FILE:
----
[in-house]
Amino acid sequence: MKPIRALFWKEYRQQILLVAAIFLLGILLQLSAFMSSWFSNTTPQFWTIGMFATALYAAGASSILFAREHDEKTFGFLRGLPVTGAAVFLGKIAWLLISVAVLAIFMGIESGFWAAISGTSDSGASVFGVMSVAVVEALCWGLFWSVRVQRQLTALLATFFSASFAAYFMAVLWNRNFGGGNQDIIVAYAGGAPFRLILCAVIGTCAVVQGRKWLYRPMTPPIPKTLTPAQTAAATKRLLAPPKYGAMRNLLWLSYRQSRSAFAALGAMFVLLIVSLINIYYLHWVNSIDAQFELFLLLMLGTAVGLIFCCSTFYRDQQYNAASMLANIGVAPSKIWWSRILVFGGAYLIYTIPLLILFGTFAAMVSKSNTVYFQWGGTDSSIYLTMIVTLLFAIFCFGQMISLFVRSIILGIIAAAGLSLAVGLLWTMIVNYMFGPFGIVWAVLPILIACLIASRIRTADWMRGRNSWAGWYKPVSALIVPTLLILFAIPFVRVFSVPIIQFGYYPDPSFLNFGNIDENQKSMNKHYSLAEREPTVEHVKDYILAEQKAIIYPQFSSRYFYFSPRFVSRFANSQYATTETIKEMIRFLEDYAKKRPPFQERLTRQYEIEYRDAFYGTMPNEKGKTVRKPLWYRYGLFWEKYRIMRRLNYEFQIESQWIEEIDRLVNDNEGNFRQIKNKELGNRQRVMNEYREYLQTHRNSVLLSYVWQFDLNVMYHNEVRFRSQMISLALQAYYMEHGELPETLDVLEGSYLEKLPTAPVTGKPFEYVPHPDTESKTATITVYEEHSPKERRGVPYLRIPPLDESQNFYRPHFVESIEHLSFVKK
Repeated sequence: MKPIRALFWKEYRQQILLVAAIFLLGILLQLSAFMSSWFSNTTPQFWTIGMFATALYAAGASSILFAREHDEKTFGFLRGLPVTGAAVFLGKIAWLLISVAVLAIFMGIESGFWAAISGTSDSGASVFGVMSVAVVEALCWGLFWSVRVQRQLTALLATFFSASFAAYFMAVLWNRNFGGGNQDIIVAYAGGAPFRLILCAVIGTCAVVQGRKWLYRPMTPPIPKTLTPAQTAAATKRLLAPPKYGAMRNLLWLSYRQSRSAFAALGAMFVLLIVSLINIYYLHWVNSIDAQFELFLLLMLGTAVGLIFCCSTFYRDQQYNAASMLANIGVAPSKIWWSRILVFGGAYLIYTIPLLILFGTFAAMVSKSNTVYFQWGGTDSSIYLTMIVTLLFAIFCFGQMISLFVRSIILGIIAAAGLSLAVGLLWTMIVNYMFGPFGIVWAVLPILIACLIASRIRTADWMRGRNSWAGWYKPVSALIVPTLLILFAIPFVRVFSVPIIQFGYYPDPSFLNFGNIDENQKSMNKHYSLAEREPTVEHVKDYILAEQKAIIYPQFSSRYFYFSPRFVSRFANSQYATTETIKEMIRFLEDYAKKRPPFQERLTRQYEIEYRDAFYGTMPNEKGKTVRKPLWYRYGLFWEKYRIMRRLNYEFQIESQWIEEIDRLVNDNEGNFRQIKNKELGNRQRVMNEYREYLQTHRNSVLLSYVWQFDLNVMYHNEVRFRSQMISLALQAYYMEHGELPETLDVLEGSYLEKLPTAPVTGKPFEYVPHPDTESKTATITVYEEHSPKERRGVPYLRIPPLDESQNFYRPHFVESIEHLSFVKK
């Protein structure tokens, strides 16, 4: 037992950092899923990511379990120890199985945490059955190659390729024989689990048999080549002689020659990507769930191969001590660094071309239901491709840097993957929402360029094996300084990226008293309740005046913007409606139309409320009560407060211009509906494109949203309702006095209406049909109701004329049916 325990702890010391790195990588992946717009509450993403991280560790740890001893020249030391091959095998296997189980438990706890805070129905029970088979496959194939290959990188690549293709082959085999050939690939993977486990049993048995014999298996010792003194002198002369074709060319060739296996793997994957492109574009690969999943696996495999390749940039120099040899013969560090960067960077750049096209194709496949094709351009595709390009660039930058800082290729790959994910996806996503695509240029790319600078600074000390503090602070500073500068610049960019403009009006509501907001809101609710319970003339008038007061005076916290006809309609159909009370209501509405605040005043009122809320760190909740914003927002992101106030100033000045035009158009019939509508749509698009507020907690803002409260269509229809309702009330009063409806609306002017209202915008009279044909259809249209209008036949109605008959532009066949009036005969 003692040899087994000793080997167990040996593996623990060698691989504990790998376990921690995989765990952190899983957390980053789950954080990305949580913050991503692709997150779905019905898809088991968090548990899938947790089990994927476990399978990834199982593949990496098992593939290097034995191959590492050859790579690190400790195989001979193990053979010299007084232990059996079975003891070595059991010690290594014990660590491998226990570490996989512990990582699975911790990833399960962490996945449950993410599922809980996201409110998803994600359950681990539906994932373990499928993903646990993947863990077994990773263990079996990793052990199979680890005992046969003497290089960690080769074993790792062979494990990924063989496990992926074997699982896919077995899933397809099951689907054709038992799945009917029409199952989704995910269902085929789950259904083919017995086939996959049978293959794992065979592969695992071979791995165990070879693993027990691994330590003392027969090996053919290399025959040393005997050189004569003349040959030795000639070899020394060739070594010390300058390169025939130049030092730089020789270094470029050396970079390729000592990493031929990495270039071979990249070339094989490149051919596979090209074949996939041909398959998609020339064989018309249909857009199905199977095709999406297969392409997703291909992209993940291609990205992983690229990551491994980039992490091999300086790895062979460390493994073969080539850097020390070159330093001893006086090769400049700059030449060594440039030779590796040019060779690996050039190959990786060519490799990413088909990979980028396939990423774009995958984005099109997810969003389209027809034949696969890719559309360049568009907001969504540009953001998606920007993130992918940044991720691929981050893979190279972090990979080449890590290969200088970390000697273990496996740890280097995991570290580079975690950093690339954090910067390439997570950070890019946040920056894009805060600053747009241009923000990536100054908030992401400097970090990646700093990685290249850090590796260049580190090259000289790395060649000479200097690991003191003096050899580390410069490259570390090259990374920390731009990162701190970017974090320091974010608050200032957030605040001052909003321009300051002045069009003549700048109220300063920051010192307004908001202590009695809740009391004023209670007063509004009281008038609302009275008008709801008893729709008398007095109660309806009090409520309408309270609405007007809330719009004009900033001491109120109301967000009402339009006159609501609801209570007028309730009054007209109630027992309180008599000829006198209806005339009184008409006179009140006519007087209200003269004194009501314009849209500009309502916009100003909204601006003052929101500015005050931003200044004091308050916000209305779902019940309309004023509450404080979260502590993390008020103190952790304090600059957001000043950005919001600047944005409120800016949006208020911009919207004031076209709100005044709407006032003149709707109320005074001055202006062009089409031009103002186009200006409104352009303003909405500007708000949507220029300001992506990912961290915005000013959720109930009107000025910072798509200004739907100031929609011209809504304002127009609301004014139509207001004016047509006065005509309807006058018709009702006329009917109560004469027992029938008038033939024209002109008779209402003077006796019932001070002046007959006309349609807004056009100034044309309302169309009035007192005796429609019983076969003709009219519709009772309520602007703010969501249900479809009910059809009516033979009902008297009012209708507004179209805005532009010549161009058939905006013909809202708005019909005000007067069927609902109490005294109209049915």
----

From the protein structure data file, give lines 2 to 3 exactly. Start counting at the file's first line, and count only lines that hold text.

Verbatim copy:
Amino acid sequence: MKPIRALFWKEYRQQILLVAAIFLLGILLQLSAFMSSWFSNTTPQFWTIGMFATALYAAGASSILFAREHDEKTFGFLRGLPVTGAAVFLGKIAWLLISVAVLAIFMGIESGFWAAISGTSDSGASVFGVMSVAVVEALCWGLFWSVRVQRQLTALLATFFSASFAAYFMAVLWNRNFGGGNQDIIVAYAGGAPFRLILCAVIGTCAVVQGRKWLYRPMTPPIPKTLTPAQTAAATKRLLAPPKYGAMRNLLWLSYRQSRSAFAALGAMFVLLIVSLINIYYLHWVNSIDAQFELFLLLMLGTAVGLIFCCSTFYRDQQYNAASMLANIGVAPSKIWWSRILVFGGAYLIYTIPLLILFGTFAAMVSKSNTVYFQWGGTDSSIYLTMIVTLLFAIFCFGQMISLFVRSIILGIIAAAGLSLAVGLLWTMIVNYMFGPFGIVWAVLPILIACLIASRIRTADWMRGRNSWAGWYKPVSALIVPTLLILFAIPFVRVFSVPIIQFGYYPDPSFLNFGNIDENQKSMNKHYSLAEREPTVEHVKDYILAEQKAIIYPQFSSRYFYFSPRFVSRFANSQYATTETIKEMIRFLEDYAKKRPPFQERLTRQYEIEYRDAFYGTMPNEKGKTVRKPLWYRYGLFWEKYRIMRRLNYEFQIESQWIEEIDRLVNDNEGNFRQIKNKELGNRQRVMNEYREYLQTHRNSVLLSYVWQFDLNVMYHNEVRFRSQMISLALQAYYMEHGELPETLDVLEGSYLEKLPTAPVTGKPFEYVPHPDTESKTATITVYEEHSPKERRGVPYLRIPPLDESQNFYRPHFVESIEHLSFVKK
Repeated sequence: MKPIRALFWKEYRQQILLVAAIFLLGILLQLSAFMSSWFSNTTPQFWTIGMFATALYAAGASSILFAREHDEKTFGFLRGLPVTGAAVFLGKIAWLLISVAVLAIFMGIESGFWAAISGTSDSGASVFGVMSVAVVEALCWGLFWSVRVQRQLTALLATFFSASFAAYFMAVLWNRNFGGGNQDIIVAYAGGAPFRLILCAVIGTCAVVQGRKWLYRPMTPPIPKTLTPAQTAAATKRLLAPPKYGAMRNLLWLSYRQSRSAFAALGAMFVLLIVSLINIYYLHWVNSIDAQFELFLLLMLGTAVGLIFCCSTFYRDQQYNAASMLANIGVAPSKIWWSRILVFGGAYLIYTIPLLILFGTFAAMVSKSNTVYFQWGGTDSSIYLTMIVTLLFAIFCFGQMISLFVRSIILGIIAAAGLSLAVGLLWTMIVNYMFGPFGIVWAVLPILIACLIASRIRTADWMRGRNSWAGWYKPVSALIVPTLLILFAIPFVRVFSVPIIQFGYYPDPSFLNFGNIDENQKSMNKHYSLAEREPTVEHVKDYILAEQKAIIYPQFSSRYFYFSPRFVSRFANSQYATTETIKEMIRFLEDYAKKRPPFQERLTRQYEIEYRDAFYGTMPNEKGKTVRKPLWYRYGLFWEKYRIMRRLNYEFQIESQWIEEIDRLVNDNEGNFRQIKNKELGNRQRVMNEYREYLQTHRNSVLLSYVWQFDLNVMYHNEVRFRSQMISLALQAYYMEHGELPETLDVLEGSYLEKLPTAPVTGKPFEYVPHPDTESKTATITVYEEHSPKERRGVPYLRIPPLDESQNFYRPHFVESIEHLSFVKK